note = "Allison, M. (2001). Sports clubs in Scotland. Edinburgh, Scotland: Sport Scotland. Atherton, M., Russell, D. & Turner, G. H. (2001). More than a match: The role of football in Britain’s deaf community. Soccer and Society 2(3), 22–43. Barr, O. (2011). What is ‘mainstream’? Journal of Intellectual Disabilities, 15(3), 155-156. Berry, J. W. (1997). Immigration, acculturation and adaption. Applied Psychology,46, 5–34. Braun, V. Clarke, V., & Weate, P. (2016). Using thematic analysis in sport and exercise research. In B. Smith and A.C. Sparkes (Eds). Routledge handbook of qualitative research in sport and exercise (pp. 191-205). Oxon: Routledge. Brittain, I. (2004). Perceptions of disability and their impact upon Involvement in sport for people with disabilities at all levels. Journal for Sport and Social Issues, 28(4), 429-452. Bouttet, F. (2016). Inclusion as a norm. Multi−scalar influences on the recognition of people with disabilities in French national sports organisations. Loisir et Soci{\'e}t{\'e} / Society and Leisure, 39(2),.274-289. Chappelet, J.L. (2011). Strategic management and planning. In L. Robinson and D. Palmer (Eds.). Managing voluntary sport organisations (pp. 51-69). Oxon: Routledge. Clark, B. & Mesch, J. (2018) A global perspective on disparity of gender and disability for deaf female athletes. Sport in Society, (21)1, 64-75. Collins, M., & Kay, T. (2003). Sport and social exclusion. Oxon: Routledge. Cordery, C.J., Sim, D., Baskerville, R.F. (2013). Three models, one goal: Assessing financial vulnerability in New Zealand amateur sports clubs. Sport Management Review, 16, 186-199. Crawford, J. L., & Stodolska, M. (2009). Constraints experienced by elite athletes with disabilities in Kenya, with implications for the development of a new hierarchical model of constraints at the societal level. Journal of Leisure Research, 40(1), 128-156. Cunningham, G. (2016). Diversity and inclusion in sports organisations, 3rd edition. Oxon: Routledge. Darcy, S., & Dowse, L. (2012). In search of a level playing field – the constraints and benefits of sport participation for people with intellectual disability. Disability & Society, 28(3), 393–497. Darcy, S. Lock, D., & Taylor, T. (2017). Enabling inclusive sport participation: effects of disability and support needs on constraints to sport participation. Leisure Sciences, 39(1), 20-41. Doherty, A. Misener, K., & Cuskelly, G., (2014). Toward a multidimensional framework of capacity in community sport clubs. Nonprofit and Voluntary Sector Quarterly, 43(2), 124S-142S. Elling, A., De Knop, P., & Knoppers, A. (2001). The social integrative meaning of sport: a critical and comparative analysis of policy and practice in the Netherlands. Sociology of Sport Journal, 18, 414-434. European Commission (2007). White Paper on Sport. European Commission. Accessed 23rd February 2018 at https://eur-lex.europa.eu/legal-content/EN/TXT/?uri=CELEX{\%}3A52007DC0391 Fitzgerald, H. (2012). ‘Drawing’ on disabled students’ experiences of physical education and stakeholder responses. Sport, Education and Society, 17(4), 443-462. French, D., & Hainsworth, J. (2001). ‘There aren’t any buses and the swimming pool is always cold!’: Obstacles and opportunities in the provision of sport for disabled people. Managing Leisure, 6(1), 35-49. Hall, M. H., Andrukow, A., Barr, C., Brock, K., de Wit, M., Embuldeniya, D., Jolin, L., Lasby, D., Malinsky, E., Stowe, S., & Vallaincourt, Y. (2003). The capacity to serve: A qualitative study of the challenges facing Canada’s nonprofit and voluntary organisations. Toronto, Ontario, Canada: Canadian Centre for Philanthropy. Hennink, M., Hutter, I., & Bailey, A. (2015). Qualitative research methods. London: SAGE. Howe, P. D. (2007). Integration of Paralympic athletes into athletics Canada. International Journal of Canadian Studies/Revue internationale d’{\'e}tudes canadiennes, (35),133-149. Hudson, N.A., Mrozik, J.H. White, R., Northend, K., Moore, S., Lister, K. & Rayner, K. (2017). Community football teams for people with intellectual disabilities in secure settings: “They take you off the ward, it was like a nice day, and then you get medals at the end”. Journal of Applied Research in Intellectual Disabilities, 31, 213-225. Hughes, B., & Patterson, K. (1997). The social model of disability and the disappearing body: Towards a sociology of impairment. Disability & Society, 12, 325-340. Hums, M.A., Moorman, A.M. and Wolff, E.A. (2003). The inclusion of the Paralympics in the Olympic and amateur sports act: Legal and policy implications for integration of athletes with disabilities into the United States Olympic Committee and national governing bodies Journal of Sport and Social Issues 27(3), 261-275. Hylton, K. (2013). Sport and social integration. In B. Houlihan and M. Green (Eds). Routledge Handbook of Sports Development (pp 100-113). Oxon: Routledge. Irish Football Association (2016). IFA Disability Football Strategic Plan (2016-2020). Belfast: IFA, pp.1-12. Jeanes. R., Spaaij, R., Magee, J., Farquharson, K., Gorman, S., & Lusher, D. (2018). ‘Yes we are inclusive’: Examining provision for young people with disabilities in community sport clubs. Sport Management Review, (21)1, 38-50. Jones, D. B. (2003). “Denied from a lot of places” barriers to participation in community recreation programs: Perspectives of parents. Leisure/Loisr, 28(1-2), 49-69. Kitchin, P. J. and Howe, P. D. (2014). The mainstreaming of disability cricket in England and Wales: Integration 'One game' at a time. Sport Management Review, 17(1), 65-77. Macbeth, J. (2008). Equality issues within partially sighted football in England. In C. Hallinan & S. Jackson (Eds.), Social and cultural diversity in a sporting world (pp. 65–80). Bingley: Emerald. Macbeth, J. L. (2009) Restrictions of activity in partially sighted football: experiences of grassroots players. Leisure Studies, 28(4), 455-467. Macbeth , J. & Magee, J. (2006) ‘Captain England? Maybe one day I will’: Career paths of elite partially sighted footballers. Sport in Society, 9(3), 444-462. McConkey, R., Dowling, S., & Hassan, D. (2014). Sport, coaching and intellectual disability. Oxon: Routledge. Misener, K., & Doherty, A. (2009). A case study of organisational capacity in non-profit community sport. Journal of Sport Management, 23(4), 457-482. Misener, L., & Darcy, S. (2014). Managing disability sport: From athletes with disabilities to inclusive organisational perspectives. Sport Management Review, 17, 1-7. Oliver, M., & Barnes, C. (2012). The new politics of disablement. Hampshire: Palgrave Macmillan. Paramio-Salcines, J.L., & Kitchin, P.J. (2013). Institutional perspectives on the implementation of disability legislation and services for spectators with disabilities in European professional football. Sport Management Review, 16, 365-377. Piso, Z., O’Rouke, M., & Weathers, K.C. (2016). Out of the fog: Catalysing integrative capacity in interdisciplinary research. Studies in History and Philosophy of Science, 56, 84-94. Ruffi{\'e}, S., Ferez, E., & Lantz, E. (2014). From the institutionalisation of ‘All Disabilities’ to comprehensive sports integration: France joining the Paralympic movement (1954–2012). The International Journal of the History of Sport, 31(17), 2245-2265. Salazar, M.R., Lant, T.K., Fiore, S.M. & Salas, E. (2012). Facilitating innovation in diverse science teams through integrative capacity. Small Group Research, 43, 527-558. Scope (2018). The social model of disability. What is it and why is it important. Accessed on 4th January 2018 at https://www.scope.org.uk/about-us/our-brand/social-model-of-disability Shakespeare, N. (2006). Disability rights and wrongs. Oxon: Routledge Sharpe, E. (2006). Resources at the grassroots of recreation: Organisational capacity and quality of experience in a community sport organisation. Leisure Sciences, 28(4), 385-401. Smith, B., & Bundon, A. (2018). Disability models: Explaining and understanding disability sport in different ways. In I. Brittain and A. Beacom (Eds.). The Palgrave Handbook of Paralympic Studies (pp. 15-34). Basingstoke: Palgrave. S{\o}rensen, M., & Khars, N. (2006). Integration of disability sport in the Norwegian sport organisations: Lessons learned. Adapted Physical Activity Quarterly, 23(2), 184-202. Sotiriadou, P., & Wicker, P. (2014). Examining the participation patterns of an ageing population with disabilities in Australia. Sport Management Review, 17(1), 35-48. Stewart, D. (1993). Deaf Sports: The Impact of Sports within the Deaf Community. Washington: Gallaudet University Press. Stride, A. & Fitzgerald, H. F. (2011). Girls with learning disabilities and ‘football on the brain’. Soccer & Society, 12(3), 457-470. Swierzy, P., Wicker, P., & Breuer, C. (2018). The impact of organisational capacity on voluntary engagement in sport clubs: A multi-level analysis. Sport Management Review, 21(3), 307-320. Terzi, L. (2004) The social model of disability: A philosophical critique. Journal of Applied Philosophy, 21(2), 141-157. Thibault, L. Frisby, W. & Kikulis, L. (1999). Interorganisational linkages in the delivery of local leisure services in Canada: Responding to economic, political and social pressures. Managing Leisure, 4(3), 125-151. Thibault, L., & Harvey, (1997). Fostering interorganisational linkages in the Canadian sport delivery system. Journal of Sport Management, 11(1), 45-68. Thomas, N., & Smith, A. (2009). Disability, sport and society: An introduction. Oxon: Routledge. Townsend, R.C., Smith, B. and Cushion, C. (2015). Disability sports coaching: Towards a critical understanding. Sports Coaching Review, 4, 80-98. Valet, A. (2018). About inclusive participation in sport: Cultural desirability and technical obstacles. Sport in Society, 21(1), 137-151. Vail, S. (2007). Community development and sport participation. Journal of Sport Management, 21(4), 571–596 Wicker, P., & Breuer, C. (2013). Understanding the importance of organisational resources to explain organisational problems: Evidence from non-profit sport clubs in Germany. Voluntas, 24(2), 461-484. Wicker, P., Feiler, S., & Breuer, C. (2013). Organizational mission and revenue diversification among non-profit sports clubs. International Journal of Financial Studies, 1, 119-136. Wicker, P., & Breuer, C. (2014). Exploring the organisational capacity and organisational problems of disability sport clubs in Germany using matched pairs analysis. Sport Management Review, 17(1), 23-34.",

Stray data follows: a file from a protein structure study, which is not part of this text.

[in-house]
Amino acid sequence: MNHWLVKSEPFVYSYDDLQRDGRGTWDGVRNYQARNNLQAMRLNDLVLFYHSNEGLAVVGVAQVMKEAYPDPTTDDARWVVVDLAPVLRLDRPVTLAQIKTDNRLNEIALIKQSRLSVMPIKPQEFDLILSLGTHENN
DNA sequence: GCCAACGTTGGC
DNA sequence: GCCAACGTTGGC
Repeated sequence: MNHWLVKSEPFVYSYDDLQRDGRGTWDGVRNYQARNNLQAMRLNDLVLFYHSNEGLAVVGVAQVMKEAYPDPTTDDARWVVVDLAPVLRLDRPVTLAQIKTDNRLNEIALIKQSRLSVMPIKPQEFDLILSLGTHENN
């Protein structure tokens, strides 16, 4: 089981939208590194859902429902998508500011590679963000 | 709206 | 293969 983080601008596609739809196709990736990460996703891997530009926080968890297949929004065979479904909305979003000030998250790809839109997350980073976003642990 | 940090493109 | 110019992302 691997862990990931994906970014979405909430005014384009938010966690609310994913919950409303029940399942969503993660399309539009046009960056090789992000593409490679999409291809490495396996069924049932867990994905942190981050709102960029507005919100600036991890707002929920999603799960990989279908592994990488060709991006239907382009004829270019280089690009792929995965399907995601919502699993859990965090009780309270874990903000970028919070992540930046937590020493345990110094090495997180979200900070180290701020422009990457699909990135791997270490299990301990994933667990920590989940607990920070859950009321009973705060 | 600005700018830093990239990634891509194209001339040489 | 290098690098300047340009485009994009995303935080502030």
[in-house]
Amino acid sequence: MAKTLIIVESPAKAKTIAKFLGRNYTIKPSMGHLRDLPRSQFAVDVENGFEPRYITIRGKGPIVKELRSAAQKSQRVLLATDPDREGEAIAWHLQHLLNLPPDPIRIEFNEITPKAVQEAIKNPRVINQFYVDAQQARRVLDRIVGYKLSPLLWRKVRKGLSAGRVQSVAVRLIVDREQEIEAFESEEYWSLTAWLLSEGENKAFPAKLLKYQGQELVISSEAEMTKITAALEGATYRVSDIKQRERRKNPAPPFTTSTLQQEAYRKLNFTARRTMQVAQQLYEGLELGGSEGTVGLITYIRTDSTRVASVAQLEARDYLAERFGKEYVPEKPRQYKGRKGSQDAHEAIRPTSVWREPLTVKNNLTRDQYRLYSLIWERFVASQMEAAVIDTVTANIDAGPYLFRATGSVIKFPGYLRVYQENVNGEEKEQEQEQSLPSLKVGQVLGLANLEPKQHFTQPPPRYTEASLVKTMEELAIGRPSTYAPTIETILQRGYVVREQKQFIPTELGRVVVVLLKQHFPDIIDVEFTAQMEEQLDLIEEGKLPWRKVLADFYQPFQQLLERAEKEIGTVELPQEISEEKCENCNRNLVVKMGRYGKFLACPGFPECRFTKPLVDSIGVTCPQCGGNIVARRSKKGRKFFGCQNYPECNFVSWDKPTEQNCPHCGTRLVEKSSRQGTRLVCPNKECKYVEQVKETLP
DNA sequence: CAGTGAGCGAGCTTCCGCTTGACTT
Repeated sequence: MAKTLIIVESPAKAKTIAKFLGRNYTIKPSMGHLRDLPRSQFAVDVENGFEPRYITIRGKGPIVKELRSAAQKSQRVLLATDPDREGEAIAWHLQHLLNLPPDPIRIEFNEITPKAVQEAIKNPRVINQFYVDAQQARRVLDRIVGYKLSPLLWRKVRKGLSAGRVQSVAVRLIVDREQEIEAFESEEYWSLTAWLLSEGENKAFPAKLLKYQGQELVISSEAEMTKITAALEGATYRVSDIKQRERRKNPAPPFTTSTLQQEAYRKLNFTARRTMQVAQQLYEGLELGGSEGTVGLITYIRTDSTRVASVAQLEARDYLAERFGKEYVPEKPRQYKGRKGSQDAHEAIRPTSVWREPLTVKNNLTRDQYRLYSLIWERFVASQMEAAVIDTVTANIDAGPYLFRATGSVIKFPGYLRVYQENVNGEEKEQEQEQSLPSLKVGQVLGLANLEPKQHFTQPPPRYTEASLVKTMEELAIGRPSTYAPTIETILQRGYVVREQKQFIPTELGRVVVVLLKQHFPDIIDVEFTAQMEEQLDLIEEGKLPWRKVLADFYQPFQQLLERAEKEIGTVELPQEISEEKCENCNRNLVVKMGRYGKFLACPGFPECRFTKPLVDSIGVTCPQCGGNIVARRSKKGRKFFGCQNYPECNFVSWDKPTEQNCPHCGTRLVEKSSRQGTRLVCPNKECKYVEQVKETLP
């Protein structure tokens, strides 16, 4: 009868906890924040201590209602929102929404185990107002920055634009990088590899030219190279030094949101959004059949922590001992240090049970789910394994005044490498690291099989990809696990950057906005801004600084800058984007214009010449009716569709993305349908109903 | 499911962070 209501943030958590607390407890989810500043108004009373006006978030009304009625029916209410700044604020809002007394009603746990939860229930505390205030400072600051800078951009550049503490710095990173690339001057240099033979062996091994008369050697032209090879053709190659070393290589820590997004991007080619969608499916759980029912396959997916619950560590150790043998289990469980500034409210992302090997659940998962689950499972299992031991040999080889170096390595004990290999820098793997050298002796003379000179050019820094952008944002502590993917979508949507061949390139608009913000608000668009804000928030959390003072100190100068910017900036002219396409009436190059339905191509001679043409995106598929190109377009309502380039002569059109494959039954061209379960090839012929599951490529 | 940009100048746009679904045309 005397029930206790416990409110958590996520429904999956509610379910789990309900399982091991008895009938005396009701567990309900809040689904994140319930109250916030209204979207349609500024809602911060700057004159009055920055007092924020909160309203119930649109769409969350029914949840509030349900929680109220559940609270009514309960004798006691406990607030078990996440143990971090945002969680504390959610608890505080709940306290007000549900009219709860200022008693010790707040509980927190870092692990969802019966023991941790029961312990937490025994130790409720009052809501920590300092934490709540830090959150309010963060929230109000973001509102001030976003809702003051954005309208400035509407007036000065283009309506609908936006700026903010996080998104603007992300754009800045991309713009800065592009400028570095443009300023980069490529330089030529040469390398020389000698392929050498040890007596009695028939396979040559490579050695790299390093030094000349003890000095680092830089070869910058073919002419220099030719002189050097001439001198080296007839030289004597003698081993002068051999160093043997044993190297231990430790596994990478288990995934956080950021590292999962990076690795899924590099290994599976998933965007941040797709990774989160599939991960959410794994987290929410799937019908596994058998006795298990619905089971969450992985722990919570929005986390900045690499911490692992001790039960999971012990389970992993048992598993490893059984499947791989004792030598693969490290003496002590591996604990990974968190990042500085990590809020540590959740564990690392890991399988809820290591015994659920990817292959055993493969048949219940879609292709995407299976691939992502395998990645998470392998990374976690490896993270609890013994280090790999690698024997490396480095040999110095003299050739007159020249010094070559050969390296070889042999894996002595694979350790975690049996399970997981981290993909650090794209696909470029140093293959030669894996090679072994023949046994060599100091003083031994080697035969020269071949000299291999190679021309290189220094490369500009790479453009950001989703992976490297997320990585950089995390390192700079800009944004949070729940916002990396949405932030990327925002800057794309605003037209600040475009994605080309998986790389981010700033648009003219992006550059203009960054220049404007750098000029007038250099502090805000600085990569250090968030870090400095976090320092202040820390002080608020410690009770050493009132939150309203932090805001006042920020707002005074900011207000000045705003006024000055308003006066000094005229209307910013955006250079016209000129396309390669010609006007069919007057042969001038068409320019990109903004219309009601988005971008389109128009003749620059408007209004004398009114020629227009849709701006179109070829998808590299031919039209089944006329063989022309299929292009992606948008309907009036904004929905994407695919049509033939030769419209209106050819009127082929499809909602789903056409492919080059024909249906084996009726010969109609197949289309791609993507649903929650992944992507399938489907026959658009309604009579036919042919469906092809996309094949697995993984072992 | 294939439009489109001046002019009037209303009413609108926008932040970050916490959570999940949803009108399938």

year = "2018",